Which is all to say, we're all tempted to give less than our all, to settle for what's easy and obvious.  And sometimes that works just fine.  But..... but, if you're not happy, don't settle.  There's something better for you.  Be brave enough to cut it out.  Reimagine your life, better.

Friday, September 27, 2013

Quilt Essential: review & giveaway

Hiya!  I'm excited it's Friday!  We need a bit of a break from routine around here and extra time to work on some projects.  Yay for weekends!  I feel like I have hardly been sewing lately, and I really hope that changes this weekend.  I miss making!

Quilt Essential - giveaway!

I'm going to take a moment today, though, to introduce you to a new book. I've actually been blessed to receive a few books lately, each of which I want to share with you. But, one at a time, please!   This first one, Quilt Essential, is authored by Erin Burke Harris of House on Hill Road.  We met years ago at an Anna Maria workshop in Nashville.

Quilt Essential is a kind of crash-course on quiltmaking for today's emerging quilter.  It's packed with pictures and information. Lots of information!  This is just the kind of book I would have super, super benefited from when I first got started with quilting.

Quilt Essential - giveaway!

Not that this book is just for beginners!  Of the three that arrived on my doorstep at about the same time, this is the one that I had to read right through.  I'm sort of an information junkie.  I love learning new things, and especially seeing new things.   I especially enjoyed the chapter on diverse quilt styles and the one that showed different block layouts and settings.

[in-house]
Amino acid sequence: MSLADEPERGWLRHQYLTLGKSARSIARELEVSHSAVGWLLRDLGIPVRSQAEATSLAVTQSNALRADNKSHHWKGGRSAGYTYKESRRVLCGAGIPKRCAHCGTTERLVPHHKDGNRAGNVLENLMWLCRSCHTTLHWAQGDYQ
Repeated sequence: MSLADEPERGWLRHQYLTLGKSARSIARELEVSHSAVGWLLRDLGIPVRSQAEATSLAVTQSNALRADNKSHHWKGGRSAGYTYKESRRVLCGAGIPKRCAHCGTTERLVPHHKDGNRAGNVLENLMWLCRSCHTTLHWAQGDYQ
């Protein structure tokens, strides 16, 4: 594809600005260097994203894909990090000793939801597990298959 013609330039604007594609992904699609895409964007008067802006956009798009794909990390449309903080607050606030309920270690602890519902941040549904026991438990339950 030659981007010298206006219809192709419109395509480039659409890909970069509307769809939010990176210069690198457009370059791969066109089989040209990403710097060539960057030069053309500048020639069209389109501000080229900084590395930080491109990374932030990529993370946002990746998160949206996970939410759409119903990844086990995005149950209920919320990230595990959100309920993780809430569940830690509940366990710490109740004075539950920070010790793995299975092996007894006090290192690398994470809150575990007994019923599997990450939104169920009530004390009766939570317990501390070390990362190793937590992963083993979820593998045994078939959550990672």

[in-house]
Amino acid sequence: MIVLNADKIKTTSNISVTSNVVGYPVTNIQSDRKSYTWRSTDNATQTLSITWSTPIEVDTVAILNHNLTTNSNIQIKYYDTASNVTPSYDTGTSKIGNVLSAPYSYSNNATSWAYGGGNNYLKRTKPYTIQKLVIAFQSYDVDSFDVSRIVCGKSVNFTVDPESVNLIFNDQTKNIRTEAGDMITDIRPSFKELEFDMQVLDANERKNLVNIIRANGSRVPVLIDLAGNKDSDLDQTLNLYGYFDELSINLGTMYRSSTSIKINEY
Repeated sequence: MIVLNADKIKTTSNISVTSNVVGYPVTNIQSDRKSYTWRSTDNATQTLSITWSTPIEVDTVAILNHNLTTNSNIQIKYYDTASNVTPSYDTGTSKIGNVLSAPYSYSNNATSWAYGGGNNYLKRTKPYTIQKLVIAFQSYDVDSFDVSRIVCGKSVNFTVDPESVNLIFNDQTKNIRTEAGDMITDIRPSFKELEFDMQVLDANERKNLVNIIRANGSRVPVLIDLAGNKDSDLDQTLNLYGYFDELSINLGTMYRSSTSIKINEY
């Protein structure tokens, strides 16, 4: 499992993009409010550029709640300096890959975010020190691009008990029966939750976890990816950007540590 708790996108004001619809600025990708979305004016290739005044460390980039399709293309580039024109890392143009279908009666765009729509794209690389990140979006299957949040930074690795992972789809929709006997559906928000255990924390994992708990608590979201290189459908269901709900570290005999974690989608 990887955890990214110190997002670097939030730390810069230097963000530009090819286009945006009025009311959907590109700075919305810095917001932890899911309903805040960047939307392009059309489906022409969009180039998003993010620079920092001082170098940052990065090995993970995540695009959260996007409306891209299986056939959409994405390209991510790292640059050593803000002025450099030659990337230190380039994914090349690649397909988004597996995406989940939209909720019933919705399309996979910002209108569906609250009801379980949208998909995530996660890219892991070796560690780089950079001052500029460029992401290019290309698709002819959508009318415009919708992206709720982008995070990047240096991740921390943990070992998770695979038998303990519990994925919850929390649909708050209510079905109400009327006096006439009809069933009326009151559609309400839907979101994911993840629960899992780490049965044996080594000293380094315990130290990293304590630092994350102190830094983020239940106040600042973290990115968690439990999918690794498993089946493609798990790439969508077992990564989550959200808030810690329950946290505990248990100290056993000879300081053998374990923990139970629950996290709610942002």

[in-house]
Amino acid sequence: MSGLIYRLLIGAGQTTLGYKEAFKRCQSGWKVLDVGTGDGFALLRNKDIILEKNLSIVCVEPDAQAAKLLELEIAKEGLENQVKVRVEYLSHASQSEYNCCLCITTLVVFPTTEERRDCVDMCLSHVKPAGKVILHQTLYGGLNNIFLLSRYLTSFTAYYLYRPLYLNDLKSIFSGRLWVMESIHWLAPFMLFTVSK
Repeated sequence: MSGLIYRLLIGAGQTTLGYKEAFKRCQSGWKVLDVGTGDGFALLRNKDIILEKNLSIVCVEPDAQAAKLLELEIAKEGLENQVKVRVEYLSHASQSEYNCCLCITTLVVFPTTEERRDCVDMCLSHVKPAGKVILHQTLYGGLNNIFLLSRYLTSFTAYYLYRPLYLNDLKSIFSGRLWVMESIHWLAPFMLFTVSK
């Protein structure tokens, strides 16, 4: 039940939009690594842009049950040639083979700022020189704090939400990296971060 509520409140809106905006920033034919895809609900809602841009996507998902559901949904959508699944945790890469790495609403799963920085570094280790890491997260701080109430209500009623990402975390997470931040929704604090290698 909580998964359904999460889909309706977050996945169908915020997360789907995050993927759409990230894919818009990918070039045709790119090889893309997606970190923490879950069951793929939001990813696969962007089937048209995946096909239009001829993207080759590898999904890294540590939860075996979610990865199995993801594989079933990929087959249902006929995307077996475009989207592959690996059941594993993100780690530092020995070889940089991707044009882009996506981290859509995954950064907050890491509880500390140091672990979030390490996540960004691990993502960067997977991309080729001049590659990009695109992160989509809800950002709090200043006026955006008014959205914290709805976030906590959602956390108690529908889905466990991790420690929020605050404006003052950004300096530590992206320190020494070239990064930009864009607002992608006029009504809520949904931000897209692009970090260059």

There are 4 main sections:  Fabrics, Colors, Designs and Assembling.  Fabrics teaches about fabric types, includes a reference section on calculating yardage and quilt size (including sashing and borders) and another on caring for fabric (prewash or not, colorfastness, etc.).

Quilt Essential - giveaway!

Colors has a bit of color theory and ideas for combining colors, prints and textures.

Quilt Essential - giveaway!

Designs is the biggest section, and my favorite too.  Chapters explore shapes used in quilting, traditional vs. modern blocks, block layouts, quilt styles, sashing/borders and embellishments like applique.  In this section I discovered names for some quilt layouts I had already seen as well as came across a few things that were new to me. 

Quilt Essential - giveaway!

The last section, Assembling, has actual sewing advice.  This part would be awesome for a new quilter.  It's like the beginning how-to section of most quilt books, but a lot more comprehensive, and very open-minded too.   There's a sense that there is more than one way to do things and the expectation that you'd like to know your options.  I like that!

Quilt Essential - giveaway!